Stand with your heels together and your feet turned out. Again, your knees should be going the same direction as your toes; you can bend them a little to check (and then straighten them back out). If your knees are not over your toes, then you are trying to turn out too far and need to bring your feet closer together for right now. Now, place your right foot in front of your left so that your right heel is touching your left toe. Start to walk forward along an imaginary line, lifting each leg all the way up behind and then placing it in front of the other foot with the heel of the front foot against the toe of the back foot, making sure you maintain your turnout. Do this slowly. Once you reach the front of the room, reverse and go backwards, watching again that you maintain your turnout with each step. This strengthens the muscles needed for turnout.

Exercise 3
Do your 3’s very slowly forward along your imaginary line, watching that on each step both feet stay turned out, with your knees turned the same direction as your toes. If you have trouble with your foot staying turned out, do your 3’s even more slowly, perhaps even walking them, until each time your foot touches the floor it is turned out and stays that way. When you reach the front of the room, try them going backwards. Once you feel good about that, try one of your steps very slowly, watching your turnout each time you switch feet, hop, leap, etc. If your foot turns straight, go over that section until it stays turned out. Go more slowly, walking through the moves if you have to.

Used with permission from Ariel Bennett, Heritage Irish Stepdancers

Better Irish dance stance

As we come to a set of new classes this weekend, I thought it would be beneficial to post a few things about form, stretches, and exercises to improve your Irish dancing. This is helpful to newbies, but also a great reminder to dancers of all levels. Watch for more posts to come!

Better Irish dance stance

Standing Position (Stance)
*Stand with your feet and legs together and your arms hanging at your sides. Your legs should be straight, but do not lock your knees.

*Tighten your buttock muscles (squeeze them gently together). Then, starting from the bottom of your spine, concentrate on tightening each vertebra all the way up to your head. Imagine the pole running up your spine. You are sliding along it toward the ceiling, getting taller as you straighten. If you inhale as you straighten your back, you should feel as though your body is getting lighter.

*Pull your shoulders back gently and let your arms hang straight down from them. If you have a seam on the side of your shorts or pants, your arms should be hanging just behind that seam now.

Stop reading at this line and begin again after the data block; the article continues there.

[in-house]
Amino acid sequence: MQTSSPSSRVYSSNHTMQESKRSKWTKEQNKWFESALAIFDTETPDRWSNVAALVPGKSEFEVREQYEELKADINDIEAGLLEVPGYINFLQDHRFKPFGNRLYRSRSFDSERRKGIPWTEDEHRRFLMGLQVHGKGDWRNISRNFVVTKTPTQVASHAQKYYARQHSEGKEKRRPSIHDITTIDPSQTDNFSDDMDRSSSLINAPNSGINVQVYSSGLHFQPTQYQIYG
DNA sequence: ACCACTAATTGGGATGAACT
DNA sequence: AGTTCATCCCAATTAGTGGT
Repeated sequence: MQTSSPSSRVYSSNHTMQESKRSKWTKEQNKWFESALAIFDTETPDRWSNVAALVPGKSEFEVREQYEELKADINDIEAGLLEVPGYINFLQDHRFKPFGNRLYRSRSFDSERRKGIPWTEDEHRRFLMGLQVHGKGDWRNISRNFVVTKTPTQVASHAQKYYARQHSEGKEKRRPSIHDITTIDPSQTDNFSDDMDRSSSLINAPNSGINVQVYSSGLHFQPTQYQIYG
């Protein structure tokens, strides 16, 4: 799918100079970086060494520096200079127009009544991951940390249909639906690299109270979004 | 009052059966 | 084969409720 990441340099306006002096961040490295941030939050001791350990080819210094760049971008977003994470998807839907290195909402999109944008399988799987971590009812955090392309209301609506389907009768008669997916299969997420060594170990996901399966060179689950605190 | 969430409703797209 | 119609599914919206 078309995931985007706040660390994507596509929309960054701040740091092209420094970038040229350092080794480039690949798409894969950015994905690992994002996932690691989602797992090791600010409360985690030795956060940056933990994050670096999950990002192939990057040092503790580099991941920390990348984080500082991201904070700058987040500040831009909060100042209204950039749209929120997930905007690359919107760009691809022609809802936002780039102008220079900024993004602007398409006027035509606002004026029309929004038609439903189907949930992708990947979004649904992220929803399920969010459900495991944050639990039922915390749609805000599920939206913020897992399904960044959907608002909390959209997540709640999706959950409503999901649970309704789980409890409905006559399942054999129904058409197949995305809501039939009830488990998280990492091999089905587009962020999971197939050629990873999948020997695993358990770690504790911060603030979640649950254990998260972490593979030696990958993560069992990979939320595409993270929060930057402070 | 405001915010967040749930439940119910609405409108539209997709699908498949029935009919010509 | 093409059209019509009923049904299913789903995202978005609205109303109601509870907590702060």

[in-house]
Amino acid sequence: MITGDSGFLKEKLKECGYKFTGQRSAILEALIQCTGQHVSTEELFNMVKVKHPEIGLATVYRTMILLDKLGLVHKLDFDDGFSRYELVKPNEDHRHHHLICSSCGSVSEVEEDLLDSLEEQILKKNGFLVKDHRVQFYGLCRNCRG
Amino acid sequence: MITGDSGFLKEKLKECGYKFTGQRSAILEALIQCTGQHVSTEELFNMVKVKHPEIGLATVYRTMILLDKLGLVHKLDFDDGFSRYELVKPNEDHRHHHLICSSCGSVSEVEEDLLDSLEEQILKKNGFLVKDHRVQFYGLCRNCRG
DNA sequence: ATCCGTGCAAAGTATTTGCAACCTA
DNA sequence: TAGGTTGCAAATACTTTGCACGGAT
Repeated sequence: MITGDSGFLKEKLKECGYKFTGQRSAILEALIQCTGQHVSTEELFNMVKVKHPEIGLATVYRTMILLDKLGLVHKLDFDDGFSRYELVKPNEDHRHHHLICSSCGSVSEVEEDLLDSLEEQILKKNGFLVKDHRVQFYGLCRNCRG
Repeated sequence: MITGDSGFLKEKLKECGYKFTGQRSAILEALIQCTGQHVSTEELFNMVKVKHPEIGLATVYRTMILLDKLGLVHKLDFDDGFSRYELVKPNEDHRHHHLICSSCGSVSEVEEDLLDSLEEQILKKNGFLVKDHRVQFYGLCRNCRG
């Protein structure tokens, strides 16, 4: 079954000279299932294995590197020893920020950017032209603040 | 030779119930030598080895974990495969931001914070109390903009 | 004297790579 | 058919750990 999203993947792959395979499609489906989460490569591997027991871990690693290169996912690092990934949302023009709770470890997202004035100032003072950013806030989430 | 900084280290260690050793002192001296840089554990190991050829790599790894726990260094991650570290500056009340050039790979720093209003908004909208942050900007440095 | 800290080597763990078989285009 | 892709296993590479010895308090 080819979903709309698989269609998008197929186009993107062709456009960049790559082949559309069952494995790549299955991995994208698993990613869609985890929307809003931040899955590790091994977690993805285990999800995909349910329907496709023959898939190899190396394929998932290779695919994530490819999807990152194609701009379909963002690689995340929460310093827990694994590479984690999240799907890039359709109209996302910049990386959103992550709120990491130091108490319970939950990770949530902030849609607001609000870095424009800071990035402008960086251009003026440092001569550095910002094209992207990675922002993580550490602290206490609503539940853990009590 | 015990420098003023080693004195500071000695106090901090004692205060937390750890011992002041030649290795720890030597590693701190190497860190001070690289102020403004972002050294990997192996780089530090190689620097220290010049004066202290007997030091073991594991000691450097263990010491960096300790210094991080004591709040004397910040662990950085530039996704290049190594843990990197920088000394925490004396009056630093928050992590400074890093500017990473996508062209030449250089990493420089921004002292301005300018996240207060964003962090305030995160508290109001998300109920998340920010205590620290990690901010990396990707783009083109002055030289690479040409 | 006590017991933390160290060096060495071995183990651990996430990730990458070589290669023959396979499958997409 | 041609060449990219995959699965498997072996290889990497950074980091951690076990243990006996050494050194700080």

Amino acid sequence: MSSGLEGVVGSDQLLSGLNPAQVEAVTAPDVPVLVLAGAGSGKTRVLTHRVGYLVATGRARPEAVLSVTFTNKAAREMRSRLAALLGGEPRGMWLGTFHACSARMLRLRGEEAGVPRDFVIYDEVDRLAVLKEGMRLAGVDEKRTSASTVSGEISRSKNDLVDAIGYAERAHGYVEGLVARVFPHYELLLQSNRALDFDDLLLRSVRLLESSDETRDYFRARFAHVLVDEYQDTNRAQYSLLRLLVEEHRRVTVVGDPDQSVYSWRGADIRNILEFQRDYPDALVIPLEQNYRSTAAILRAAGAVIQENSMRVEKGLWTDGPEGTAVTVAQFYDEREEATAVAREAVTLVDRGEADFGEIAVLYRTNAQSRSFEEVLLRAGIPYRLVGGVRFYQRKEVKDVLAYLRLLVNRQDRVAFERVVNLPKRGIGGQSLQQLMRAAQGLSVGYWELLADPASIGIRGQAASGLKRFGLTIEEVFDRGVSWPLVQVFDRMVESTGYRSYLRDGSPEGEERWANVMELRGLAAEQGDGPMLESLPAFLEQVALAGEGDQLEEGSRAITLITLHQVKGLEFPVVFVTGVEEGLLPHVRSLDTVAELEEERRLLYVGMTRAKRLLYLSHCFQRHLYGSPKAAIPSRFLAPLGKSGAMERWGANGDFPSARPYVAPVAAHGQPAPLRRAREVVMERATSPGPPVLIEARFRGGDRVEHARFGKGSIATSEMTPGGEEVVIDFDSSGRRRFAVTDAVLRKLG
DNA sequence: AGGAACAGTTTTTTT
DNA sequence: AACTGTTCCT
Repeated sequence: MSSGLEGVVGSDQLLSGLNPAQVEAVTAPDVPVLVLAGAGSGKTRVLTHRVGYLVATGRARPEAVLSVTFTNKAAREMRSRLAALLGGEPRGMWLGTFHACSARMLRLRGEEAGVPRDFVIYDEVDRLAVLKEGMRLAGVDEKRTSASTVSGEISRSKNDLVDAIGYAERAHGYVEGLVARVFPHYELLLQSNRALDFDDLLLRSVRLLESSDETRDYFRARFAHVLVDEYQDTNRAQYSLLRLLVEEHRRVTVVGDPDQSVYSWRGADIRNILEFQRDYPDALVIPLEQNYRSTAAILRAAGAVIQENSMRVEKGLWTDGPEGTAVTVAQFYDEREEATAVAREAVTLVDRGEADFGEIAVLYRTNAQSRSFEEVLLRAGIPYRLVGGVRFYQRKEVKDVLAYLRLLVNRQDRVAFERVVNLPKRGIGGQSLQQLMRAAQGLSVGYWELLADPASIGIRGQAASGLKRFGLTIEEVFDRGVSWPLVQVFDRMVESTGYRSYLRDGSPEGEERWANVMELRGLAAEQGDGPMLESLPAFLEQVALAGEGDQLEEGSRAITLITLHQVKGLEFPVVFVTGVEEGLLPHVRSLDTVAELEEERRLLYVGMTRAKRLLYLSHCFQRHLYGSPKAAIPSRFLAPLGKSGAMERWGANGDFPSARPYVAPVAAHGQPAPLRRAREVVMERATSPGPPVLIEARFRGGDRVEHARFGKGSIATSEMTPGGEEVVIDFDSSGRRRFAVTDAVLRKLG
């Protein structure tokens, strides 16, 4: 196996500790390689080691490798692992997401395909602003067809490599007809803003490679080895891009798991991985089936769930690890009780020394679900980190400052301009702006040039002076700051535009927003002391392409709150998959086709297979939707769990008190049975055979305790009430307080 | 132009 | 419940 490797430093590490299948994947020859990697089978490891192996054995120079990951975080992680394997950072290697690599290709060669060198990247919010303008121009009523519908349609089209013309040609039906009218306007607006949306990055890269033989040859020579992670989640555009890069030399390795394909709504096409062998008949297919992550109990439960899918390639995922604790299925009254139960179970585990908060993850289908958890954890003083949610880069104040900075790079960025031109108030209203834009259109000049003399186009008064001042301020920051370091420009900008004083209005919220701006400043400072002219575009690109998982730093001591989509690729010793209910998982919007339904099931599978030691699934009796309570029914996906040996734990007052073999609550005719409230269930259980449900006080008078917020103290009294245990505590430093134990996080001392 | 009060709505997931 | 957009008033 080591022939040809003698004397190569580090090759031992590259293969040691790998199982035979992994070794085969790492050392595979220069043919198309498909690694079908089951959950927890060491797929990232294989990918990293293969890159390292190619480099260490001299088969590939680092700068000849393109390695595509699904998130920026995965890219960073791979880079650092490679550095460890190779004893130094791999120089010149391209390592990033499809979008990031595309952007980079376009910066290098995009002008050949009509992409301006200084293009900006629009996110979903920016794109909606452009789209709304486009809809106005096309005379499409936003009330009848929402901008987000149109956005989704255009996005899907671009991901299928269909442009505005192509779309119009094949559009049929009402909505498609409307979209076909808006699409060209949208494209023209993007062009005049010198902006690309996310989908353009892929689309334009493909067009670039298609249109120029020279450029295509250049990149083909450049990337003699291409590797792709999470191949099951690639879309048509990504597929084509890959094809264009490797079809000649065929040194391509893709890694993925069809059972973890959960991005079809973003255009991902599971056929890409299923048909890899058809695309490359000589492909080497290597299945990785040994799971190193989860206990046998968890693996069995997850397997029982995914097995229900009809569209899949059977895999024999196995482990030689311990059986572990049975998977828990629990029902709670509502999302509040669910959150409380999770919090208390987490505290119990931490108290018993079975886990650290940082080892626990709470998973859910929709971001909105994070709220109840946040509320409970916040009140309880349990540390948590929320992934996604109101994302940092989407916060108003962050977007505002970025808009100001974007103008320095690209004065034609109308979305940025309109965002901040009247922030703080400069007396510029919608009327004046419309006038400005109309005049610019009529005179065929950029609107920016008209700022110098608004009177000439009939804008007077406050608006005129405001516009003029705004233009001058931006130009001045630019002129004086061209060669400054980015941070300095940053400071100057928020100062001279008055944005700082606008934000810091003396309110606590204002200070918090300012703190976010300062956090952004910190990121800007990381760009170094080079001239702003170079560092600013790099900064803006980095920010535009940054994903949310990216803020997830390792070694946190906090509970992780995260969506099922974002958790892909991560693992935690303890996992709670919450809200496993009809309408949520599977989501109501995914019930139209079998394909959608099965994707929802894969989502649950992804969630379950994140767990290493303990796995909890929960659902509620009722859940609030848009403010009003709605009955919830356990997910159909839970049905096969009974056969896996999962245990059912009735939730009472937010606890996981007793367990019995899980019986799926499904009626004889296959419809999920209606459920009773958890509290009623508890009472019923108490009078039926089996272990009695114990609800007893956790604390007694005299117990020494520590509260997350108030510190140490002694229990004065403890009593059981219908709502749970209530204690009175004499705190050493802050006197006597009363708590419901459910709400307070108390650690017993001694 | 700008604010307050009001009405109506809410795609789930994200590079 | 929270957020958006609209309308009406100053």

*Fold your thumb into the palm of your hand. Curl your fingers gently over your thumb. Make sure you do not hold your fingers and thumb too tightly, or your hand will go numb. However, your fingers should touch your thumb during your whole exercise or dance, and your hands should stay touching the sides of your legs.

*Leaving your heels together, rotate your legs from your hips and turn your toes away from each other until they are at about a 45 degree angle. This is called turnout. Make sure you are turning your legs out from your hips. You can check this by bending your knees slightly. If your knees are bending over your toes, you are turning your toes out from your hips. If your knees are not in a line with your toes, then you are turning from your lower leg, which will put damaging pressure on your knees. If at first you are not very flexible in the hips, try turning your feet only slightly out, and gradually turn out more and more with each class.

*This is your standing position. You should always start in this position before doing dance exercises or your actual dance. If you have trouble staying in this position, practice it on your own.

Used with permission from Ariel Bennett, Heritage Irish Stepdancers

Irish dancers and shin splints

Lots of dancers get shin splints. If you don’t know what shin splints are, count yourself as one of the lucky ones. Basically, the term “shin splints” corresponds to any pain you feel at the front of the lower leg (your shin). Pain can be mild and annoying, or razor-sharp and debilitating. Numerous causes can be attributed to shin splints symptoms, so it’s best to see a physician if pain is severe or persistent.

“The pain is your body’s way of saying you’ve had enough,” says sports injuries specialist Craig Hersh, M.D., of the Sports Medicine Center in Fort Lee, New Jersey. “If you ignore the pain and don’t let up on the activity, it could result in a stress fracture. It’s like bending a piece of metal back and forth over and over again–eventually it breaks.”

How can an Irish dancer treat shin splints? At Rinceoiri, we recommend ice on the shin for 20 minutes, a little massage of the affected area, and rest.

Want to avoid shin splints altogether? Stretch daily. Stretch your hamstrings, your achilles tendons, calves, and of course your shins. Try using Thera-band. You can also try lower leg exercises such as drawing each letter of the alphabet or making big circles with the big toe of each foot in the air (like we do in class). Stretch before practicing as well as after.

Remember, no advice online is a replacement for your own physician’s advice and treatment. Always check with yours before trying any treatment or remedy.

New Irish dance classes begin again Saturday, Jan. 8

It’s a new year already. Hard to believe isn’t it? To everyone involved in Irish dance, this means it’s time to start readying for St. Patrick’s Day. At Rinceoiri, we’ll be finishing up some new choreography and welcoming new beginning students and Shamrocks. It’s always fun to see the littlest dancers learning their dance. They are so cute!

We have some fun new steps to perfect in the Performing group, so be prepared to work. No more vacation for us!